On Thursday, September 7th, the Minister of Works and Family Island Affairs,and the MP for Central and South Eleuthera, the Hon. Clay G. Sweeting along with The Bahamas National Trust (BNT) and The Bahamas Agricultural and Industrial Corporation (BAIC) announced the designation of Seahorse National Park at Hatchet Bay Cave and Sweetings Pond on Eleuthera with a lease-signing ceremony. This announcement, described as ‘monumental’, comes after years of efforts from the BNT and its partners in advocating for the protection of Sweetings Pond and its surrounding areas as an official national park under the BNT’s management.
Sweetings Pond is a large, land-locked saltwater pond in Hatchet Bay, Eleuthera. It has many unique natural features, but the most notable of them all is its incredible seahorse population, which is believed to be the densest population of seahorses in the world. The new 548-acre national park protects the entire one-mile-long pond and the surrounding terrestrial area. The land surrounding Sweetings Pond is a blend of intact coppice, mangroves, and farmlands. In addition, the new national park includes the extensive Hatchet Bay Caves system. This historic cave system is a popular attraction and contains a number of impressive geological features. It is one of the longest dry cave systems in The Bahamas.
Since 2014, the BNT has been leading efforts to have the area declared as a national park. This included years of public outreach and stakeholder consultations in communities across Eleuthera; education presentations in local schools; science and research efforts; and engaging consecutive government administrations. In 2018, the BNT submitted the “20 by 20 Marine Protection Plan” to the government, which included the recommendation to declare Sweetings Pond and other areas in The Bahamas as protected areas.
During the lease signing ceremony for Seahorse National Park, Minister Clay Sweeting, said, “This lease agreement for Sweetings Pond has been a long time coming. It represents a milestone in our journey towards sustainable development. It symbolises our collective responsibility to safeguard our natural heritage and create a harmonious relationship between economic progress and environmental preservation.
“I would like to express my gratitude to all stakeholders in this process of drafting and finalising this lease agreement. Their dedication, expertise, and commitment has been crucial in ensuring that this agreement falls in line with our vision of creating a thriving ecosystem while promoting responsible usage. Let us continue to preserve the jewel that is Sweetings Pond for many generations to come.”
Lakeshia Anderson-Rolle, BNT Executive Director, said, “Today’s lease signing is the pinnacle of a decade-long effort to protect Sweetings Pond. The declaration of Seahorse National Park is more than just a designation; it is our shared promise to our community, to future generations, and to the world that we are committed to conserving our unique and diverse ecosystems for the benefit of all Bahamians. It also shows our shared responsibility in expanding and enhancing the national park system of The Bahamas. We are excited to now have our 33rd national park in The Bahamas, and our second in Eleuthera.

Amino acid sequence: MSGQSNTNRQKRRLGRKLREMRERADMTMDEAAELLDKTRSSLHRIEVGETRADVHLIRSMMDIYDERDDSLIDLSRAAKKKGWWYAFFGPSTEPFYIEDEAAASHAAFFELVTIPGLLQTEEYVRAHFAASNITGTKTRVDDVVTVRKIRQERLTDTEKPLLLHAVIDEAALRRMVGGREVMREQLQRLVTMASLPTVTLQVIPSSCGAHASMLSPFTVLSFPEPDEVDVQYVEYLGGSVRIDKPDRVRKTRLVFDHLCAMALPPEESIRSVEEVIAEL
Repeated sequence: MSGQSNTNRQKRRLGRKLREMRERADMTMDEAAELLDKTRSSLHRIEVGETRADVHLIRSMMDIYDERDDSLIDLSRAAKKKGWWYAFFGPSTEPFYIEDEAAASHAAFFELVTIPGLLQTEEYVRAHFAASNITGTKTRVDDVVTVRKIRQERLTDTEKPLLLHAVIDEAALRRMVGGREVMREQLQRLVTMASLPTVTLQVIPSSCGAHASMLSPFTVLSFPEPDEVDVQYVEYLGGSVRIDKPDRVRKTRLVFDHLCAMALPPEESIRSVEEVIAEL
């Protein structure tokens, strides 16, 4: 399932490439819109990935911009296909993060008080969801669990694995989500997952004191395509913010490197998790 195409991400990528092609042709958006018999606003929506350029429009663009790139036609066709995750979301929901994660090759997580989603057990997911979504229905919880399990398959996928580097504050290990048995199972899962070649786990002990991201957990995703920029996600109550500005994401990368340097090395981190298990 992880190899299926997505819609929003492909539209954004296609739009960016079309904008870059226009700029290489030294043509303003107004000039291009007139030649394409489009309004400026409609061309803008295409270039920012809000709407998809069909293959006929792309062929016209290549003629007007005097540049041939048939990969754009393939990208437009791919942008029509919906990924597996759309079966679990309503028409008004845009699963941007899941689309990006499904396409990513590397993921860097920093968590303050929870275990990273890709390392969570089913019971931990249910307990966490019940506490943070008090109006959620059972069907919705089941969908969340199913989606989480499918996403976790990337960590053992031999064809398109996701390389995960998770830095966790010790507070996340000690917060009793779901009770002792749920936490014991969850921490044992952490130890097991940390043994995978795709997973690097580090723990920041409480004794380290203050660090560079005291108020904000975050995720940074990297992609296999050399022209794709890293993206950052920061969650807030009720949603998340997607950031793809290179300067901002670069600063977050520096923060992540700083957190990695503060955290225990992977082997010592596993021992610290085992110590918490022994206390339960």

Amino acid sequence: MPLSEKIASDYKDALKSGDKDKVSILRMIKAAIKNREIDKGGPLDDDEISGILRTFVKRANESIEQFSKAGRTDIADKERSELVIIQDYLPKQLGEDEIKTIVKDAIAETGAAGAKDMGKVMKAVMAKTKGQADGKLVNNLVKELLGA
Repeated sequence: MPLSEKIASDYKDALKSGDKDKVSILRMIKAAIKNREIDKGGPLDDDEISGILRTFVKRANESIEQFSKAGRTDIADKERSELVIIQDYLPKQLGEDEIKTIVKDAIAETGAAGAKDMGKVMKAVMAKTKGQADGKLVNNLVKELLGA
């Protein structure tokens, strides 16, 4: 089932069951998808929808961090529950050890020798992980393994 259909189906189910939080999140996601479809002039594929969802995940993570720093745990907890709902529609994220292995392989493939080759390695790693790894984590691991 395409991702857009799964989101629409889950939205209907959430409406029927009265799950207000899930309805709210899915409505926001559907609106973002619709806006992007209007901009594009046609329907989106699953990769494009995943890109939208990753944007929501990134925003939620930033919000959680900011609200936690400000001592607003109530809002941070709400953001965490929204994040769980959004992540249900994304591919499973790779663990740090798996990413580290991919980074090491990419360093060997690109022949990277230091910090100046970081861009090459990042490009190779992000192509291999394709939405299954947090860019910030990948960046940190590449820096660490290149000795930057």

“We believe we can transform Sweetings Pond into a world-class national park, conserving all of its biodiversity while boosting the economy of Eleuthera through ecotourism. We will use The Leon Levy Native Plant Preserve (LLNPP) located in Governor’s Harbour as a model for sustainable development, as it was until now the only national park on Eleuthera, and is recognized as a world-class, accredited botanic garden,” she added.
The BNT Executive Director said the organization plans to continue working with BAIC, local farmers and other stakeholders on Eleuthera to initiate the strategic next steps for Seahorse National Park, adding, “We have proactively created a comprehensive conceptual plan that will guide the sustainable development of park infrastructure, amenities, and facilities for public use. This includes the development of walking trails, recreation, and entrepreneurial programs, research initiatives, signage, and educational exhibits. The BNT is especially devoted to developing a science-based ecotourism plan to support local businesses on the island while conserving the park’s sensitive natural resources.”
She continued, “The BNT thanks the Government of The Bahamas, especially Minister Clay G. Sweeting, and The Bahamas Agricultural & Industrial Corporation (BAIC) for its partnership and continued trust. The BNT also recognises former BNT Executive Director Eric Carey for his leadership in advancing this declaration during his tenure; BNT’s Botanist Dr. Ethan Freid; BNT Parks Planner Chantal Curtis; seahorse researcher Dr. Heather Mason; the scientific research community; and many other conservation partners for their efforts leading up to this designation. The BNT acknowledges with significant gratitude the Leon Levy Foundation for continued financial support of its conservation and advocacy efforts on the island of Eleuthera, and all local community members who raised their voices to show support for Seahorse National Park.
“The BNT invites the public to stay tuned for more news about its plan for the country’s newest national park: Seahorse National Park at Hatchet Bay Cave and Sweetings Pond!”
To learn more about the role the BNT plays in managing terrestrial and marine national parks, conserving wildlife, and informing environmental policy, visit its website: www.bnt.bs and follow/subscribe to its various social media channels: Facebook, Instagram, Twitter, and YouTube.